by Angelika Joenathan, information taken from various real estate sources.
Many of us have been surprised that rates have not risen already. From a business perspective, this is a good time to float long-term debt, probably the best time you’ll see for years and years to come. Short-term credit lines don’t need to be locked in, given the flat outlook for short-term rates.
Let’s assume the eventual increase in mortgage rate is 2% (the middle of that 1% – 3% window). What impact would that have on you as a home purchaser?
Today, interest rates are approximately 3.5%. A 2 percent increase would bring them to 5.5%. On a $300,000 mortgage, a buyer’s monthly mortgage payment (principle and interest) would go from $1,347/month to $1,704/month.
It’s an increase of $357/mo and an additional $4,284 each year and a total of $128,520 over 30 years. That is an amount of 32% downpayment on a $400,000 value home or condo. Think about it.
Forecast and Prediction:
- The first half of the interest rate forecast is very simple: short-term interest rates will remain in microscopic territory through 2013. Less certain is the outlook for long-term interest rates, most likely a story of rising yields.
- As the government starts to leave the mortgage market, private industry will step in. Private industry demands a higher rate of return on their investments. Mortgages will be no different. Studies have shown that 30 year mortgage rates could increase by 1 to 3% over the current rate.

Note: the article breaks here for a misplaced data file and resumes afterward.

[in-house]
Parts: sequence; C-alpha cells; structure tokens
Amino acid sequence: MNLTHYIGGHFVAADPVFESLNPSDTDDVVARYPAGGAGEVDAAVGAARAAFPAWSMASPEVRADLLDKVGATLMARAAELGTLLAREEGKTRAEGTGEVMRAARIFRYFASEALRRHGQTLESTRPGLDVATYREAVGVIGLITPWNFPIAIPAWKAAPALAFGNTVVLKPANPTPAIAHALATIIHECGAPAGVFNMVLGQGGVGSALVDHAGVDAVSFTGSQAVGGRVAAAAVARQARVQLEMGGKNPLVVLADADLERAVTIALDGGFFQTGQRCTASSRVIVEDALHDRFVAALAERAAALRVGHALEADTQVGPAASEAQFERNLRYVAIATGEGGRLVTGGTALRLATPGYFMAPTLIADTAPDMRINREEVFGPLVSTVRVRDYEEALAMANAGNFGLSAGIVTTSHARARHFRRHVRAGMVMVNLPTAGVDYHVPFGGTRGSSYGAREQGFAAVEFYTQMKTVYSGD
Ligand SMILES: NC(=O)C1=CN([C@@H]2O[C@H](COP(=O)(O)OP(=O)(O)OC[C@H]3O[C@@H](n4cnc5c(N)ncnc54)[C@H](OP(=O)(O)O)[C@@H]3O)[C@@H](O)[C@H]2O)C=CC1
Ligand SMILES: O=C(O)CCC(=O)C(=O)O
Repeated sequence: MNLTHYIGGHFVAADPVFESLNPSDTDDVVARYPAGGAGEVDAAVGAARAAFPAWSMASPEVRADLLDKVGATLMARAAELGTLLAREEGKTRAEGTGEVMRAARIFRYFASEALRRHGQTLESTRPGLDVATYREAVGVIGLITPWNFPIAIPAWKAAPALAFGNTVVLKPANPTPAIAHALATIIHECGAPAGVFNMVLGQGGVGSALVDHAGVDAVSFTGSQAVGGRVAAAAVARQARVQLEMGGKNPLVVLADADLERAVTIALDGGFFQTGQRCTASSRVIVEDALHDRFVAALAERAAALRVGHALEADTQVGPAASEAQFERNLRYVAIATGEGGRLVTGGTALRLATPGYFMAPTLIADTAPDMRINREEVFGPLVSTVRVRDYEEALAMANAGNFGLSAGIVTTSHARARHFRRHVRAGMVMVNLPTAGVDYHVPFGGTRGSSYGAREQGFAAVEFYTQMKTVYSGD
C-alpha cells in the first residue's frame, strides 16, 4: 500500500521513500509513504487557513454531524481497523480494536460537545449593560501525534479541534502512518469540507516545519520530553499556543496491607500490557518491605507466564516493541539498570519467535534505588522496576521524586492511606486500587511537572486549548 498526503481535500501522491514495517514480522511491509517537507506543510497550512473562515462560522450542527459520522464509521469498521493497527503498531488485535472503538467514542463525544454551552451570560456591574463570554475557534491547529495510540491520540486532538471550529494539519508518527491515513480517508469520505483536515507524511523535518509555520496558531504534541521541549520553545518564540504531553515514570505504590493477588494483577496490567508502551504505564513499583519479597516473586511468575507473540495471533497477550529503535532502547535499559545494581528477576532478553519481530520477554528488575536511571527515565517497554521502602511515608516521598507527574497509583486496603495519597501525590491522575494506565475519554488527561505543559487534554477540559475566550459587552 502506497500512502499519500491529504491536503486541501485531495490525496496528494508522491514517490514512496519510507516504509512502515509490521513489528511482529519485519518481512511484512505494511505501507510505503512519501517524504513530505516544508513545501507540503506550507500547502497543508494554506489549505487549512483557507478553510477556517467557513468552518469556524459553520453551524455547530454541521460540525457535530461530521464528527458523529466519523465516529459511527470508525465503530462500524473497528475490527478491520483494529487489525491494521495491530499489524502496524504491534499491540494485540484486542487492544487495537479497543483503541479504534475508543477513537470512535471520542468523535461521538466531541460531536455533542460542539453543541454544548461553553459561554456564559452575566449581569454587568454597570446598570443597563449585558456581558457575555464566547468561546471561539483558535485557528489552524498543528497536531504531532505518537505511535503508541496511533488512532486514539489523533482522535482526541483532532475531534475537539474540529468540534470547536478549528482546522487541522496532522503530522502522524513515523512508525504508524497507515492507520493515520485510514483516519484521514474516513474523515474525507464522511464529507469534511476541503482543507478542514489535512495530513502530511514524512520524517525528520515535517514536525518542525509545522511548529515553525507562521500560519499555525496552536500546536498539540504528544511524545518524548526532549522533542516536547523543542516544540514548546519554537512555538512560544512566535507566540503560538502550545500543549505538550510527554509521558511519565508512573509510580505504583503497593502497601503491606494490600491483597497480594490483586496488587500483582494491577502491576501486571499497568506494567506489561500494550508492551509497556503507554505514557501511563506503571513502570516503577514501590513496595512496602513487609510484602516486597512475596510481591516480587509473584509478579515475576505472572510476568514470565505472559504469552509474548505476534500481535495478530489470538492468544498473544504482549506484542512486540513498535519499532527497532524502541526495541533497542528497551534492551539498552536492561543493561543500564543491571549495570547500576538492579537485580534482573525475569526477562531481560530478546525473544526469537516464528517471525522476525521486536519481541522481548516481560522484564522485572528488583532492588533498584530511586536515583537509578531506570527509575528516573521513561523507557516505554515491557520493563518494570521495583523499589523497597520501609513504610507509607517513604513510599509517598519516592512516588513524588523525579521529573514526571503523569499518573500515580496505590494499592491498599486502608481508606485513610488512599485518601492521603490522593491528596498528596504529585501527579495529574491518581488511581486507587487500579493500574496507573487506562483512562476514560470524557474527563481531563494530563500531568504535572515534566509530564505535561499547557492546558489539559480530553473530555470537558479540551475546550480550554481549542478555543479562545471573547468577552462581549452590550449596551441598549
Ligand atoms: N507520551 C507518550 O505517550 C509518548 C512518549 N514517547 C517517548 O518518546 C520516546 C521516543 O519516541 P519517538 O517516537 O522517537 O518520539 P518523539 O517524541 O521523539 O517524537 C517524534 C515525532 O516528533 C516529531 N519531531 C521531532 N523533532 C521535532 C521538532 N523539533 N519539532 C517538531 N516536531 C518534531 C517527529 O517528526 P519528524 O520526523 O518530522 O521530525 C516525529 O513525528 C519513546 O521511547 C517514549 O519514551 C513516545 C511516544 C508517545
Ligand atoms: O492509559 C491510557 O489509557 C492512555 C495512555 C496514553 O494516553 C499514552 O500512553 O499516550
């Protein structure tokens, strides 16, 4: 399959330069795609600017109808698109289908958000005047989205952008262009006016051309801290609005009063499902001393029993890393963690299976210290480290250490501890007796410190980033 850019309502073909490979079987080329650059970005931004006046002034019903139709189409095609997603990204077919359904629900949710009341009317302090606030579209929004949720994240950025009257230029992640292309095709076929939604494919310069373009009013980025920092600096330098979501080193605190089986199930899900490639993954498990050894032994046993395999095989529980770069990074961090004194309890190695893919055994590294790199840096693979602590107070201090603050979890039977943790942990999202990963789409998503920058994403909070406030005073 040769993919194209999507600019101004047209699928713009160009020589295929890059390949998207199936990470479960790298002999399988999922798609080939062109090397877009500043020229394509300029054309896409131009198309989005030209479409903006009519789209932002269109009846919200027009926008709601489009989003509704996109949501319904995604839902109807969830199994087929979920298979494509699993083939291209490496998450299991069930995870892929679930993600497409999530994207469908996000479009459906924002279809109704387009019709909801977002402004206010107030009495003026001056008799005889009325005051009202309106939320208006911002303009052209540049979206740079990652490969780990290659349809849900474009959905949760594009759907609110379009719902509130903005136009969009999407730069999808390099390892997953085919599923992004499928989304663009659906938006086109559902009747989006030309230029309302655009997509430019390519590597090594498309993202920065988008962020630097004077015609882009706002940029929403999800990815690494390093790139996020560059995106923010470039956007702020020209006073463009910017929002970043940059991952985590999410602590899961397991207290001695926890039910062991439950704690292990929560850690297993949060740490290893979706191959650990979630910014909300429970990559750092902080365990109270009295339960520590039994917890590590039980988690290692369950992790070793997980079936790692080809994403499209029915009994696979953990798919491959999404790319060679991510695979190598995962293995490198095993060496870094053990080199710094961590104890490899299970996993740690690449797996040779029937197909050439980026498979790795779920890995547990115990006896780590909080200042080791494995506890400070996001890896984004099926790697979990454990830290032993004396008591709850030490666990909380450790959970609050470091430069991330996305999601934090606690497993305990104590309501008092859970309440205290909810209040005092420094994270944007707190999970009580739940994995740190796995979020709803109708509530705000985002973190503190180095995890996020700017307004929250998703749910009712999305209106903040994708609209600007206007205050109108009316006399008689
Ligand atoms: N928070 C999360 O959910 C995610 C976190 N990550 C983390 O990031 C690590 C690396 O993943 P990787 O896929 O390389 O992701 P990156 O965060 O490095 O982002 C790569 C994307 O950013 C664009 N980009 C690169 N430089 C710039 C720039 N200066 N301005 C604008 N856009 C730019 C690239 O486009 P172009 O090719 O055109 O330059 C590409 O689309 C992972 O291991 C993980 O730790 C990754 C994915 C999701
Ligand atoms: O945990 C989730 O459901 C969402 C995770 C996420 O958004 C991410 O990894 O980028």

- In many higher priced markets, rolling back Conforming Loan Limits means that rates for the mortgages on these properties will resort back to the rates on private jumbo loans. The FHFA informed us that last year, the difference between mortgage rates for jumbo loans and jumbo-conforming mortgages has varied between about ½ and ¾ of a percentage point. Just a ½ point increase in mortgage rate on a $500,000 mortgage means an additional $154.84 in your monthly mortgage payment; a difference greater than $55,000 over the life of a 30 year mortgage. It will cost more in mortgage payments if buyers are purchasing a home over the limit in a region where the limit changed.
- As the economy will continue getting better, the pressure to keep rates low to stimulate growth will abate and we shall start to see the distinct changes that will propel rates upward.
Skeptics may believe that the huge stimulus to the monetary base will eventually work its way into the money supply, and then to spending. That will eventually happen, but the current and near-future weakness of loan demand will delay that rebound. When the surge in money supply actually hits, then the Fed will have to raise interest rates.